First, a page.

Knowing

616217_4075993291525_1647459565_oYou’ve heard the phrase “knowledge is power.” I’ve been thinking about this. Information is a useful thing. Especially information about yourself and how you handle things, react to things. Knowing yourself makes life easier and nicer. It helps you engage more deeply with the world, to want to engage more deeply. It helps you avoid pitfalls and obstacles, or at least accept them and move through them more gracefully. Even things you don’t really want to know, the stuff you avoid knowing, is necessary to look at, finally.

Most of what you know, you find out through experience. When you do something again and again, when you have a routine, you start to notice patterns. You start to notice whether or not these patterns are working, whether they make you feel good or bad. Just being aware of the pattern and how it feels might help you start to change it.

Sometimes you realize something out of the blue, and it seems so obvious, you don’t know why you didn’t see it before. Or someone tells you, and you can’t believe you needed someone to tell you. Or you didn’t realize it until you heard it in just those words. Or you finally admit something to yourself and see that it feels better to know it than to pretend you didn’t know.

Sometimes you need to do the work of finding out. You need to go to the doctor, or to therapy, or to AA. It’s not always fun, but ultimately it’s a relief to understand. And to have some guidance about what to do next.

Because once you know things, you can’t just sit around and know them. You need to use them, to apply them. That, I believe, is living fully.

Here a few things I know about myself:

— I am not a morning person.

— I’m funny.

— I’m a little boy-crazy, even at 41 (see Simon Le Bon, Robert Downey Jr., et. al.).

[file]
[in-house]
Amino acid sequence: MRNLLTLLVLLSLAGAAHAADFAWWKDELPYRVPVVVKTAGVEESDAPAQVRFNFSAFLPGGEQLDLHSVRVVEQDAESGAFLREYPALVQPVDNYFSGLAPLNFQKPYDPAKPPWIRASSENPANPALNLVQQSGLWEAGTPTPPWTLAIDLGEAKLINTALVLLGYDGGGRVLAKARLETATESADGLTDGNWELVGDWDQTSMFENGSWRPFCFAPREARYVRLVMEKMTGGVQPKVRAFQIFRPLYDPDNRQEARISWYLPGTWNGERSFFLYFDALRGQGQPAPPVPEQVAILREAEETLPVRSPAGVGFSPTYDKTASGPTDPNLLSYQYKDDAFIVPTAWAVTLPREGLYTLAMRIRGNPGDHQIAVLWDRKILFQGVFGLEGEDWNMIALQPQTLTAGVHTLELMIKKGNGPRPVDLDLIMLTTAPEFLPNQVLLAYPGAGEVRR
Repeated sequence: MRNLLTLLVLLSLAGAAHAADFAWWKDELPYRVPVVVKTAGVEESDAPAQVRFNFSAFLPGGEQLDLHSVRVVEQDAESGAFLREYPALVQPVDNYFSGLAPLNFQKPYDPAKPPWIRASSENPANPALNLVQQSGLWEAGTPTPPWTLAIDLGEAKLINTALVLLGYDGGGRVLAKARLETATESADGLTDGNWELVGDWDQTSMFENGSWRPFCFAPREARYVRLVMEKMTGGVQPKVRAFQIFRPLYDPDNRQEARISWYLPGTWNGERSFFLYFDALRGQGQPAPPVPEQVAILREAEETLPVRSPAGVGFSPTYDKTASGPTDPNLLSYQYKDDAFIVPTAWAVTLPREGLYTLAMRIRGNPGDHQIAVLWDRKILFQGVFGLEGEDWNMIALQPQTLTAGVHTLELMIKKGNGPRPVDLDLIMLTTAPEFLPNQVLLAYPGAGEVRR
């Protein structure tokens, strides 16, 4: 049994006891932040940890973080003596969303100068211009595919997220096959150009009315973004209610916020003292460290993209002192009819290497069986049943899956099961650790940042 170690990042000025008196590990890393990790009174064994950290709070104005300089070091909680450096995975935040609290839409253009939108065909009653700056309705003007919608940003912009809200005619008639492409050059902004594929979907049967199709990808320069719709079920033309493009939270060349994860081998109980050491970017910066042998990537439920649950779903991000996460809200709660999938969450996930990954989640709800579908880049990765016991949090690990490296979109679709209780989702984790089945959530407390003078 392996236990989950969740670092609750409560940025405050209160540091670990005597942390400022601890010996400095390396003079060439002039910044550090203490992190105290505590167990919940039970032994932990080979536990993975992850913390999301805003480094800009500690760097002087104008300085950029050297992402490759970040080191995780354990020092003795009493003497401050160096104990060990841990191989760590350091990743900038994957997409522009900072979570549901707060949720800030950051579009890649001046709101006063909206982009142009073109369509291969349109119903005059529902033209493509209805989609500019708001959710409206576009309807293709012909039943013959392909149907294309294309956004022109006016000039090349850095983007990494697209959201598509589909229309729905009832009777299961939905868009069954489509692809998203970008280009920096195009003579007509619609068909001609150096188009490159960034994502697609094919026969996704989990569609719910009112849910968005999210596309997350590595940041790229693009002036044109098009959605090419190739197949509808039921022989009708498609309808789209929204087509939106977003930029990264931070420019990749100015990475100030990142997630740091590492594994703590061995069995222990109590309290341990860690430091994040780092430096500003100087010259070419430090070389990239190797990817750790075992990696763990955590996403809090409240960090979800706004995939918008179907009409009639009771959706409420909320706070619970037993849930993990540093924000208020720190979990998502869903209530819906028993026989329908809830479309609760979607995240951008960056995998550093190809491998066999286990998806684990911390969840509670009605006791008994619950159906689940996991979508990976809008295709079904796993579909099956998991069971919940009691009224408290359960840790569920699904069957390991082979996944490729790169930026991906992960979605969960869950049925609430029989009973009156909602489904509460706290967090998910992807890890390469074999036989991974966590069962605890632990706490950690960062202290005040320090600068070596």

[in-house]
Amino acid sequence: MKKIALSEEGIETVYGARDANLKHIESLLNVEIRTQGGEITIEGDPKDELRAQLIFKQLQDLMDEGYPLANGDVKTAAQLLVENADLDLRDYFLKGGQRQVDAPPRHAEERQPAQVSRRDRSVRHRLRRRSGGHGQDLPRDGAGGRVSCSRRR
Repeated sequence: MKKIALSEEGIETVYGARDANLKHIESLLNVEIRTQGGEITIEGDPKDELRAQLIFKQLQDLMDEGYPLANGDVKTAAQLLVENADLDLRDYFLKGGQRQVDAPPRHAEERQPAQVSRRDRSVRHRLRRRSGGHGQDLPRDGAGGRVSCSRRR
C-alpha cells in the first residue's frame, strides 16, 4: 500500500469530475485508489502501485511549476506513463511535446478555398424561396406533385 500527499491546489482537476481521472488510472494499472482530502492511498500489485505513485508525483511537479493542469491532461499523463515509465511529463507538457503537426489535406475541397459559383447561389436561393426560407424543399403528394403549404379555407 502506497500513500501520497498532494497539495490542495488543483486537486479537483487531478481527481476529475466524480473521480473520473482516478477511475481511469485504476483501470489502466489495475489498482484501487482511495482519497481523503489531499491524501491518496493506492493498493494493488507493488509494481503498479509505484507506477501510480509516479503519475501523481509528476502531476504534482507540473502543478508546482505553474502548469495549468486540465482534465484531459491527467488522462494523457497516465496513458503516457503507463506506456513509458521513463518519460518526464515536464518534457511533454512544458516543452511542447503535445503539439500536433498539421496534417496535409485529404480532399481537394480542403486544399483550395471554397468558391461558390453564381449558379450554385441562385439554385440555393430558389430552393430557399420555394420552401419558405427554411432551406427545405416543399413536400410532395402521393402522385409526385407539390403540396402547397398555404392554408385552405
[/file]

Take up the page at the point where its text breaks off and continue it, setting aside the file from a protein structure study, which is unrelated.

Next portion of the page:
— I get snappish when I’m frustrated or distracted.

— I get quiet when I’m tired.

— I get skinny when I’m sad.

— I love being with people, but I’m also a homebody.

— I like to feel on top of things, and to have things in order.

— I’m a recovering perfectionist.

— I couldn’t live without books and music.

— I’m stronger than I used to think I was.

— I subscribe to The Four Agreements.

— I think there’s some higher, divine order to the universe. I don’t really need to know more than that.

Here are a few things I know about myself and yoga:

— I am not afraid of backbends and never have been, even though opening your chest and heart brings all sorts of emotions to the surface.

— Lately, I actually love them, because I finally figured out how to really get my shoulder blades down my back.

— My left thigh bone doesn’t fit perfectly into the hip socket. The right one absolutely does. Things that feel great on my right sometimes hurt on the left. It’s frustrating, but I can work with it.

— I have a bit of scoliosis in my lumbar spine. It curves out to the left a bit. This makes me tip that way sometimes. I can work with that.

— My Achilles tendons get tight, and pressing down through my outer foot helps in poses like triangle.

— I tend to tuck my chin into my chest, and I have to remember (or be reminded) to lift it. This makes breathing easier and nicer.

— I can’t yet kick up into a handstand, but one day I will.

— I really don’t enjoy utkatasana (chair pose) or warrior 1  (seriously, what is with the placement of the back foot?). I adore ustrasana  (camel), and I also really love and appreciate ardha chandrasana  (half moon).

— The Universal Principles of Alignment are key, no matter what we’re calling them these days or who made them up. In yoga and in life.